# Documenting functions

Documentation is one of the most important aspects of good code. Without it, users won’t know how to use your package, and are unlikely to do so. Documentation is also useful for you in the future (so you remember what the heck you were thinking!), and for other developers working on your package.

The standard way to write R documentation is to create .Rd files in the man/ directory. These files describe each object (function, data set, class, generic or method) in your package, documenting how it works and giving the user examples of how to use it. Rather than writing Rd files by hand, we’re going to use the roxygen2 package. With roxygen, you write the documentation in comments next to each function, and then run an R script to create the main files.

This workflow has a number of advantages over writing .Rd files by hand:

• Code and documentation are adjacent so when you modify your code, it’s easy to remember that you need to update the documentation.

• Roxygen2 dynamically inspects the objects that are documenting, so it can figure out a lot of information .Rd files need by itself. For example, it can automatically add links to super and subclasses.

• It takes care of other files that are fiddly or downright painful to maintain by hand: the namespace, collate order in description, and the demos index.

• Abstracts over the differences in documenting S3 and S4 methods, generics and classes so that they behave basically the same.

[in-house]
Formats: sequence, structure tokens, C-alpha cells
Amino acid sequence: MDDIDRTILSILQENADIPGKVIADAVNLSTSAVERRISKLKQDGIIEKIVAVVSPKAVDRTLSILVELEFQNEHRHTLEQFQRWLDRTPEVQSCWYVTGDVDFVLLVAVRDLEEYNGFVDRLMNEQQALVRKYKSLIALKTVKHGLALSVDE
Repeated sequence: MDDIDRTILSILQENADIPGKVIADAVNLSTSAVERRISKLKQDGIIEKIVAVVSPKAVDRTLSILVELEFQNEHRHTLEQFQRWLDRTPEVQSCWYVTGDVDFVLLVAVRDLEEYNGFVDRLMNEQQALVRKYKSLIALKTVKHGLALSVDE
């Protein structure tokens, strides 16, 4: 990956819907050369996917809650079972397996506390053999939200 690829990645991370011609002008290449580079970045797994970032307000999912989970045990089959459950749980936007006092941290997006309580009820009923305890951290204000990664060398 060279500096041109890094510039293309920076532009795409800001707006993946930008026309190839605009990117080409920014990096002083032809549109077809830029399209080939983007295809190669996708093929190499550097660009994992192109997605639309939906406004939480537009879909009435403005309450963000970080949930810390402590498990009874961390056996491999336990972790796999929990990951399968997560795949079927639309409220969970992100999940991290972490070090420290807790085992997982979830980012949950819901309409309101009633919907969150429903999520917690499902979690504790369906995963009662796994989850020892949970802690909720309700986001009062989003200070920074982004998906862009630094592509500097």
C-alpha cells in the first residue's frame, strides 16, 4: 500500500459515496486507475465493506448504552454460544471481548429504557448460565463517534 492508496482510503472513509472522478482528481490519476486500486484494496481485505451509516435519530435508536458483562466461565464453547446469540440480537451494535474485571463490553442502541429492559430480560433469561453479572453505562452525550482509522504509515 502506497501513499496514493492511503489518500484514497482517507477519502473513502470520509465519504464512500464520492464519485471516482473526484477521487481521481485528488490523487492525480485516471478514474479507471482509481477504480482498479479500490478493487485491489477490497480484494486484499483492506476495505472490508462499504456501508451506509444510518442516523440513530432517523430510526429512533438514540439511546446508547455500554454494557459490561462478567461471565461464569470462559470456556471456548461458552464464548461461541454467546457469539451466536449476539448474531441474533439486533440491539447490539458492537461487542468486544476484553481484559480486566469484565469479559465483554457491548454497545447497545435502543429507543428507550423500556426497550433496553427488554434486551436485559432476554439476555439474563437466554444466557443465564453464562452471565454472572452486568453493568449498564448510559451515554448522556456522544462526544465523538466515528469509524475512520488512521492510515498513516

This chapter will proceed as follows. First, we’ll discuss the basic documentation process, what each step does, and how to see the output at every stage. Next we’ll show you, at a high-level, how to document all the different types of R objects (functions, datasets, s3 methods, s4 methods, s4 classes, r5 classes, and packages). After that you’ll learn how to format text within the documentation.

## Help

You’ve probably used help a lot, but you might not be aware of the more advanced features:

• package?lubridate
• class?myclass
• methods?
• method?
• method?combo("numeric", "numeric")
• ?combo(1:10, letters)

Roxygen automatically takes care of generating the special aliases needed to make these lookups work.

How does help work? It finds the matching Rd file, and compiles it to either text or HTML output. It’s complicated by the fact that binary packages don’t include individual Rd files, they actually included a pre-parsed database of Rd files.

## Roxygen process

There’s a three step process to go from the R comments in the source files to Rd files to human readable documentation. The process starts with special comments starting with #' that indicate a comment is a roxygen comment:

#' Order a data frame by its columns.
#'
#' This function completes the subsetting, transforming and ordering triad
#' with a function that works in a similar way to \code{\link{subset}} and
#' \code{\link{transform}} but for reordering a data frame by its columns.
#' This saves a lot of typing!
#'
#' @param df data frame to reorder
#' @param ... expressions evaluated in the context of \code{df} and
#' @keywords manip
#' @export
#' @examples
#' mtcars[with(mtcars, order(cyl, disp)), ]
#' arrange(mtcars, cyl, disp)
#' arrange(mtcars, cyl, desc(disp))
arrange <- function(df, ...) {
ord <- eval(substitute(order(...)), df, parent.frame())
unrowname(df[ord, ])
}